Healthy Bodies Bleed
Don't let the chart below of a typical 28-day menstrual cycle fool you. We found out in our self-help groups that most healthy, normal women's menstrual cycles don't exactly match this chart. Some of us have 21-day cycles; others have cycles that are two or three times as long--all healthy. Although most women's menstrual cycle charts look pretty close, it is unnecessary and possibly dangerous to take drugs to chemically alter our menstrual cycles to approach this so-called norm.
Each woman's menstrual cycle is unique to her
The chart above and the descriptions you read in books are helpful in getting an overall picture, but the reality of our bodies' functioning is way more varied. For instance, if a physician tests for our hormonal activity by testing a scraped sample on one visit from our vaginal lining, it can be way off. Thirteen of us scraped our vaginal linings each day for a month and sent them to a reliable lab. Mostly, the results showed the predictable pattern, but one of us, who was in her late twenties at the time, had a result showing her to be menopausal. You can visit the Cedar River Clinic's Fertility Awareness page for more details on tracking your cycle.
Our periods are a normal stage of life
Using a mirror and a light, we can see when pubic hairs start to sprout on our pubic mound, the fleshy pad overlying the frontal meeting of our pelvic bones. Lying back on a pillow, we can look at our vulva and our inner lips, we may have some hair or none. We can pull them apart and see where they meet at the top and the clitoral bulb on top. In our self-help groups, women have shared that they learned to masturbate from an early age. So, our clitoris is functional from an early age, even though the covering of hair and enlargement of our breasts doesn't come until puberty.
If we have support from our mothers, our friends and perhaps other adults, we can feel good about these changes and the beginnings of our menstrual period, especially if our environment in our family, our neighborhood and our community is relatively free from sexism. Often, however, women remember being embarrassed by the obvious changes to their bodies, especially by sexist behavior of older males, often relatives, hostile boys and the degrading depiction of women by the media.
Once we start menstruating, if it is comfortable to put in a tampon, it is possible to do vaginal self-examination using a small-sized speculum with patience and care. A few very lucky young women have the benefit of learning vaginal self-examination with either their mother or with friends.
The end of our periods is normal stage of life
After our periods have stopped coming regularly, our regular doctor's visit can turn into a prescribing opportunity for the physician or nurse-practitioner. We may complaint to the doctor that we have experienced less lubrication when a penis is inserted into the vagina, or we may feel an itching and irritation at the vaginal opening. Then, when the speculum is inserted, it may be painful.
"Voila!" says the western medicine doctor, "Here's a prescription for some cream that's going to make it all better" or "Here are some pills to take daily."
Even though the reason we had less lubrication might be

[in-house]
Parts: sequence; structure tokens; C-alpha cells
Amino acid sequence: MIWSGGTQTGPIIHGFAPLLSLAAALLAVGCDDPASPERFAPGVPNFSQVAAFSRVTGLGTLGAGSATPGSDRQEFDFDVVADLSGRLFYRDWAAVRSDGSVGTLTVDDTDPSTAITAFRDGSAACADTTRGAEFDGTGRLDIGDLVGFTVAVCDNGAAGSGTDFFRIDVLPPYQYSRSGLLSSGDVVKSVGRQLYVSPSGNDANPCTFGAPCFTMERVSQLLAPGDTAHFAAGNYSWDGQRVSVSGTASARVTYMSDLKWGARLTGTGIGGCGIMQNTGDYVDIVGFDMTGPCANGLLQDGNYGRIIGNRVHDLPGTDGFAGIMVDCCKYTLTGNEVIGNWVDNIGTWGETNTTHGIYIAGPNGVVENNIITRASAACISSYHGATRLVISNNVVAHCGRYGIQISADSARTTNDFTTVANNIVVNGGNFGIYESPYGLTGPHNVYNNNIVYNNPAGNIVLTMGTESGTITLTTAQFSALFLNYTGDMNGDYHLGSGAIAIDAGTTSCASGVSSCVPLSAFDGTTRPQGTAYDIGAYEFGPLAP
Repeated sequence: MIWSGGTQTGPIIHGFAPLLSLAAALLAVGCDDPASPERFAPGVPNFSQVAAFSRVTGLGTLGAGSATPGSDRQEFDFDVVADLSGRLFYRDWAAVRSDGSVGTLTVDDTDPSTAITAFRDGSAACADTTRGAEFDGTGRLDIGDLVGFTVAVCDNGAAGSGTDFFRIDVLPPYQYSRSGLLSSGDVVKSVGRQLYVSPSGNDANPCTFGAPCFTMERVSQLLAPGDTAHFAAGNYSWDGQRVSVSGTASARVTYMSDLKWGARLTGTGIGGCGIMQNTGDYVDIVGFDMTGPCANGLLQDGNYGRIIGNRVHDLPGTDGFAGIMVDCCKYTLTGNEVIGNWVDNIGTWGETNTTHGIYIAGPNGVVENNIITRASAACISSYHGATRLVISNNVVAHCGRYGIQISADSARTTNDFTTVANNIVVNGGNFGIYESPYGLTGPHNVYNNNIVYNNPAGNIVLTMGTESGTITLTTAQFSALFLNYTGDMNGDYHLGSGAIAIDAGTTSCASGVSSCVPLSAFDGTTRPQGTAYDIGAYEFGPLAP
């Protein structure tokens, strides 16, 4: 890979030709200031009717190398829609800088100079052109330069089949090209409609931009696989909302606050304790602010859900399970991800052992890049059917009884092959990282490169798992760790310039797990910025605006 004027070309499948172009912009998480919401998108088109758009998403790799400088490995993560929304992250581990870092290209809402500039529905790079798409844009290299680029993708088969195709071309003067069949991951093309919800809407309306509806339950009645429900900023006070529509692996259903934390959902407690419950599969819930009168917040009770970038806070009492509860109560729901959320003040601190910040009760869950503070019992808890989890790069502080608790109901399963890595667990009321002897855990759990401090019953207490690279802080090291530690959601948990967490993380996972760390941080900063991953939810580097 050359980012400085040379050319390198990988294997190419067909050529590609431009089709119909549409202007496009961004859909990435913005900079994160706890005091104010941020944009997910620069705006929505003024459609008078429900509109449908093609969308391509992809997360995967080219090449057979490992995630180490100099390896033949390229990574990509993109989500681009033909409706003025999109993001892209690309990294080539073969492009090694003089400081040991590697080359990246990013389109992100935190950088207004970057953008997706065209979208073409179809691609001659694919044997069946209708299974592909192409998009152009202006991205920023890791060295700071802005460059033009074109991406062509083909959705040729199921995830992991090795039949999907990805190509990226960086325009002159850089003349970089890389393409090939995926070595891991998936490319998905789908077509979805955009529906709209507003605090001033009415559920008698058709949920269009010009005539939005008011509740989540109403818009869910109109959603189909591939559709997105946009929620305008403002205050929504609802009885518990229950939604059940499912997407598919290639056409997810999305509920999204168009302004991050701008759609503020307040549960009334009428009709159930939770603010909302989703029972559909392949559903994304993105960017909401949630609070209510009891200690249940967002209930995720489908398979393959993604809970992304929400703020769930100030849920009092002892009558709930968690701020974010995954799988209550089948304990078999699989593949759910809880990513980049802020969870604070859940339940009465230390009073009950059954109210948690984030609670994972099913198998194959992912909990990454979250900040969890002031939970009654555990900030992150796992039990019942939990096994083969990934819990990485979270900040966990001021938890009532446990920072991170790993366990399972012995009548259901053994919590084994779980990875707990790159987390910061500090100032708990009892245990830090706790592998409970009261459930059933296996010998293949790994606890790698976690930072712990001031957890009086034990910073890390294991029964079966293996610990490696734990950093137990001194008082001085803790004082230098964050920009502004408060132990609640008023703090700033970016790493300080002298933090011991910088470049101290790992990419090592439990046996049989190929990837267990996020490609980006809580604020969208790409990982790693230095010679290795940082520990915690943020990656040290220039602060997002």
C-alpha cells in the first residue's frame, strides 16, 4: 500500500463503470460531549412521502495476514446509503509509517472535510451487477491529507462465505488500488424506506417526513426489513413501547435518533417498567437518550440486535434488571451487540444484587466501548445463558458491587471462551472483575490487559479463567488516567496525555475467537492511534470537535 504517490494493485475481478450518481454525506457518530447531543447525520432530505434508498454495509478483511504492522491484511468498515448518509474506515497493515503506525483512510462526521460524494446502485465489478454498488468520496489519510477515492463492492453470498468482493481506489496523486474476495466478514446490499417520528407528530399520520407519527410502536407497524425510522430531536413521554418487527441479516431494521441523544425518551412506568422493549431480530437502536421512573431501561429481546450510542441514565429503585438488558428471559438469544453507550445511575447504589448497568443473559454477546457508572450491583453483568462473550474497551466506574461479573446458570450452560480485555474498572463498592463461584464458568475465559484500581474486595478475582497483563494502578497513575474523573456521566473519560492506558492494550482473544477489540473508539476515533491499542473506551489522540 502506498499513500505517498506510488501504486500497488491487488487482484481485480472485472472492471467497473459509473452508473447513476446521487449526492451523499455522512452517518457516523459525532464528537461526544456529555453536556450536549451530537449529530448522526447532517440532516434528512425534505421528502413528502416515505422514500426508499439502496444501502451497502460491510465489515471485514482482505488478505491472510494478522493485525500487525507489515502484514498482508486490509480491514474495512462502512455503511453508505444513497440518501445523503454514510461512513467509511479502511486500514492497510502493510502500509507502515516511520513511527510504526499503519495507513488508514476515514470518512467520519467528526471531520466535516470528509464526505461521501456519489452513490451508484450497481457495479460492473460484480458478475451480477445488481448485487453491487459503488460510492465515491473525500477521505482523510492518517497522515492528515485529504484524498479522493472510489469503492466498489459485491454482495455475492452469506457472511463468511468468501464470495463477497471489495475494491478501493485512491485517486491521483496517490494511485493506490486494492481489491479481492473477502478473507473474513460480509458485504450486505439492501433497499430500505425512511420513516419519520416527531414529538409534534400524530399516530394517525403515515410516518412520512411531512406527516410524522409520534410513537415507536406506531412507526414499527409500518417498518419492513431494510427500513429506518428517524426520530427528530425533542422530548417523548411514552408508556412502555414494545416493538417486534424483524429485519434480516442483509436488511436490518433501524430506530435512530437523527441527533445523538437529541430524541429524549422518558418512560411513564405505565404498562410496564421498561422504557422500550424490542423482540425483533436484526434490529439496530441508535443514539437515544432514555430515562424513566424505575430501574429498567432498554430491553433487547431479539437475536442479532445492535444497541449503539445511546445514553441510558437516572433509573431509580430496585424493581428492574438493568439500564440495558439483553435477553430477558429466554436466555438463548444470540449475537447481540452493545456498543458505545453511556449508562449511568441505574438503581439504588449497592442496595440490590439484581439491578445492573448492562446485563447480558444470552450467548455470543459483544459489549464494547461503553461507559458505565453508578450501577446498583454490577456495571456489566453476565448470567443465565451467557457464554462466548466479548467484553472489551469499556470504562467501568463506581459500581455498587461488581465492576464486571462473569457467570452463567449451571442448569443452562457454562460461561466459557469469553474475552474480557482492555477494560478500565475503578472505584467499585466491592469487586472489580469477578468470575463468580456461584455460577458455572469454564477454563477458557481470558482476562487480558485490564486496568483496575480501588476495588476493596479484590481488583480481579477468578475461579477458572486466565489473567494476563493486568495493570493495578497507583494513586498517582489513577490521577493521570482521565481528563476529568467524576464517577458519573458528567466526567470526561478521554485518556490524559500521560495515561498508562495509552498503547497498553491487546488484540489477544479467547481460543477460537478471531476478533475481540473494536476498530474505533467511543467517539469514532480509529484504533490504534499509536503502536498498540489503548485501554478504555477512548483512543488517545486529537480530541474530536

- Our partner hasn't waited for us to get sufficiently wet
- We have douched excessively
- We haven't had much sex lately
It's assumed by modern medicine that we're deficient in hormones because we no longer have a regular menstrual cycle. If we allow ourselves more time to get fully lubricated, or if we stop douching, or if we stimulate the vaginal walls with a dildo or a speculum, the problem of dryness may disappear. But, the irony is that if we do use the cream or take the pills, the dryness does go away. Doesn't that prove that we needed the drug?
No. The way hormone-like drugs work is they stimulate our cells to work harder to do whatever each type of cell is supposed to do. The cells of the vaginal lining are supposed to proliferate, that is, reproduce themselves rapidly, so the drugs cause our cells to grow rapidly, causing a thicker vaginal lining. A thicker vaginal lining has more cells to push out fluid when we're sexually stimulated, so therefore, more moisture.
Very often, we have no complaints at all, but when the speculum is put in, it hurts. It is not uncommon for the insertion of the speculum especially in we haven't had anything inserted into it for awhile to hurt a little. We found out that if you insert the speculum the next day, it hurts much less or doesn't hurt at all. In other words, our vagina stretches and accommodates the speculum just fine. If a woman starts an intimate relationship after a long period of abstinence, it helps to avoid this initial discomfort by inserting a finger or speculum every day a few days ahead of resuming sex.
What is ME?
Menstrual extraction is a Self-Help method where women extract their menstrual flow. ME was developed in the 70’s by women’s rights activists in Los Angeles to give women control over their menstrual cycles and reproductive health during the fight for abortion rights, before Roe v Wade. It can be used as a method of very early termination of pregnancy and/or as a simple way to remove menstrual blood.
Women manage their menstruation with ME and they use it to unequivocally take full ownership of their bodies. Women generally learn Menstrual Extraction by participating and observing in groups with more experienced women. Though the procedure can be learned in a few weeks, the skill and knowledge of this safe procedure develop over months or a year.
Today, ME is commonly used all over the world as a safe early abortion method that can be done in a woman’s home.
Find out more about Menstrual Extraction.
You can download Innovators and instigators: feminist contributions to American abortion technology, 1963–1973 from our library.